If a trigger signal is detected before the TI 1082 or 1084 expires, the delay time 1080 would be started, and the VP would be delivered at the end of the delay time. A newly detected trigger signal would be used to update the stored TI. However, as long as the HR remains steady, the ventricular pacing pulses can be delivered at the targeted AV interval 1060, or within a predefined acceptable range of the AV interval 1060, without requiring a trigger signal on every heartbeat. As described in conjunction with FIG. 19, the ICD 14 monitors an ICM. If the HR increases so that the ICM exceeds the ICM threshold, the ICD 14 controls the emitting device 18 to deliver a trigger signal to update the trigger interval stored by the pacemaker 100.

FIG. 21 is a timing diagram 1100 depicting an example method for determining an ICM and controlling pacing pulses delivered by a triggered pacemaker 100 during a decreasing HR. The time intervals shown in FIG. 21, and other timing diagrams presented herein, are illustrative in nature and are not necessarily drawn to scale. In the example shown in FIG. 19, a trigger signal can be sent to the pacemaker 100 during any cardiac cycle at a shorter interval than a previous trigger interval to cause the pacemaker 100 to deliver a pacing pulse earlier when the HR increases (PPIs shorten). When the HR slows down, however, a trigger signal may need to be delivered later than the expiration of a trigger interval that was previously updated during a relatively faster HR. By sending a trigger signal before the end of a targeted AV interval, and including a delay time 1080 as shown in FIG. 20, a trigger signal can be sent to the pacemaker 100 before the expiration of a trigger interval and a scheduled non-triggered pacing pulse to cause control module to start a delay timer to slow down the rate of the pacing pulses. An illustrative example of this situation is shown in FIG. 21.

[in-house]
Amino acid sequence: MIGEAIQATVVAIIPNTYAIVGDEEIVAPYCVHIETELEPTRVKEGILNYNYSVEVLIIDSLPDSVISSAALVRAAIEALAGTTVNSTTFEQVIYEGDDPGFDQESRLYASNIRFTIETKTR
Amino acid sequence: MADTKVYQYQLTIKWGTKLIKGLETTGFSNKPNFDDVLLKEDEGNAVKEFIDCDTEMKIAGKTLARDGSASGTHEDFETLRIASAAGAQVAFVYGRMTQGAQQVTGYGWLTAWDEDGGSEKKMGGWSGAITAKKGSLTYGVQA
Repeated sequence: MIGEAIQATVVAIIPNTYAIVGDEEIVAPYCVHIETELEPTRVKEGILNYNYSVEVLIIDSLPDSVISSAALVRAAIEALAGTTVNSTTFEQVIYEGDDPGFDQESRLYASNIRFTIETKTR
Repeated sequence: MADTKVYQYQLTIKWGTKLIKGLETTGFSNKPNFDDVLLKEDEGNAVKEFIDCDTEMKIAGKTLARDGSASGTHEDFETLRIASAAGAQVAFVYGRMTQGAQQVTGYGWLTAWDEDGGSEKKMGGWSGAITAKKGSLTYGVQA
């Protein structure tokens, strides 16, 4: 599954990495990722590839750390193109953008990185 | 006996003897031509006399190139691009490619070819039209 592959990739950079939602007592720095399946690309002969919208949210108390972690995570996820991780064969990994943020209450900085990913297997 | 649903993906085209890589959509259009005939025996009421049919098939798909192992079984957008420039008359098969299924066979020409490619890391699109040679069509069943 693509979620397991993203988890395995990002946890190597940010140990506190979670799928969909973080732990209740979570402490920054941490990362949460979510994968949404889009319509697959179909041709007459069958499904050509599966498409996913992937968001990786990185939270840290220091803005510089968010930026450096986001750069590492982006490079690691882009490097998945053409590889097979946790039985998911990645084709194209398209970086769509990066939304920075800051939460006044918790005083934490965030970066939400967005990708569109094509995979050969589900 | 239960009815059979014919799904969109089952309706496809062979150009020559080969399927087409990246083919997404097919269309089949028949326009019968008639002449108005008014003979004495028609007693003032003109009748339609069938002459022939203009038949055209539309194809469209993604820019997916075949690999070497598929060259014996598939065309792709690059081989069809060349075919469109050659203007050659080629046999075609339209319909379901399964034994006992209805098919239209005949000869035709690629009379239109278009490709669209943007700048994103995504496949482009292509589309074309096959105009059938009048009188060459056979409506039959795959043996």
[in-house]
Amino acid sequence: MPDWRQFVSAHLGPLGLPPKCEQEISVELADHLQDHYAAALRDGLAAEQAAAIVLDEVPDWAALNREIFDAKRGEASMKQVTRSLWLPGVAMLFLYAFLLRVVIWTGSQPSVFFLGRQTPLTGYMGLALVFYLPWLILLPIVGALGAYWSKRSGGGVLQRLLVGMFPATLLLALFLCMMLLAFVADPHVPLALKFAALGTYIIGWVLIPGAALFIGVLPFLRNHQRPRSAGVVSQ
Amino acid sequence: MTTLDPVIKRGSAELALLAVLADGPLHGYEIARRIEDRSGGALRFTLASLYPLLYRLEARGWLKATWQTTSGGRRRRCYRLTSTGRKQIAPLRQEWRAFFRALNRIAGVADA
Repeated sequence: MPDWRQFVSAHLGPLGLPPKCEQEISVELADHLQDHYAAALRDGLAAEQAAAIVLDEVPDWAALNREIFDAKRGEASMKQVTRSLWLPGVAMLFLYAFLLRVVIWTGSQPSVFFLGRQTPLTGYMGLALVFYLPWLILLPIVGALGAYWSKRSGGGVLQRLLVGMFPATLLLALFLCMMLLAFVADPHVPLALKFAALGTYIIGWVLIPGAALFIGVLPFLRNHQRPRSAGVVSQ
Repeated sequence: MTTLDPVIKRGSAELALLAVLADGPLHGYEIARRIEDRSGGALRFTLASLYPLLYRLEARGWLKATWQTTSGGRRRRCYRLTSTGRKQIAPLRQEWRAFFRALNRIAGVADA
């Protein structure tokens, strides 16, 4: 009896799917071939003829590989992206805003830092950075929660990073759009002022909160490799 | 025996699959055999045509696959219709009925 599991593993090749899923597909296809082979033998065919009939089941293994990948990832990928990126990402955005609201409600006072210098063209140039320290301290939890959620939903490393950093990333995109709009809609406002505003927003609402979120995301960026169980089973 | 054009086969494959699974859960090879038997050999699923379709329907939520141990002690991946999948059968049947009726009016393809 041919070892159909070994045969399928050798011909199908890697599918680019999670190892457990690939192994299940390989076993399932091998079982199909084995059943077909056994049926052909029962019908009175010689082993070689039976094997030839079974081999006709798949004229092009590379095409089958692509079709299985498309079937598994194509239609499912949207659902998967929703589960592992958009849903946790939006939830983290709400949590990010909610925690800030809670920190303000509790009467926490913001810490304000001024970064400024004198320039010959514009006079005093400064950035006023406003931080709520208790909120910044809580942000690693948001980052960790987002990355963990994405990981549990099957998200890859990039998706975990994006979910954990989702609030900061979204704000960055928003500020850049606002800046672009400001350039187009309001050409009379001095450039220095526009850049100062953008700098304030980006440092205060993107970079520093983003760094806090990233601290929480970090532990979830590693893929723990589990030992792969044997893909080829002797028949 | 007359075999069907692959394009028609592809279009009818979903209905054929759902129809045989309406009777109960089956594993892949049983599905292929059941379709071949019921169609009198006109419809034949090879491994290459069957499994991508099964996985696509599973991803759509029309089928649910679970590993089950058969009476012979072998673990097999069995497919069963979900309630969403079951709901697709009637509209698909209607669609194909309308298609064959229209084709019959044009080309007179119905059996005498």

In FIG. 21, the ICD 14 (or other sensing device) senses P-waves (PS) 1102, 1104, 1106, and 1108. The sensed P-waves 1102 and 1104 initially arrive at a steady heart rate having a PPI 1110 matching a stored trigger interval (STI). The stored trigger interval is the trigger time interval stored by the ICD 14 that is expected to match the TI 1130 stored by the pacemaker 100 as described above.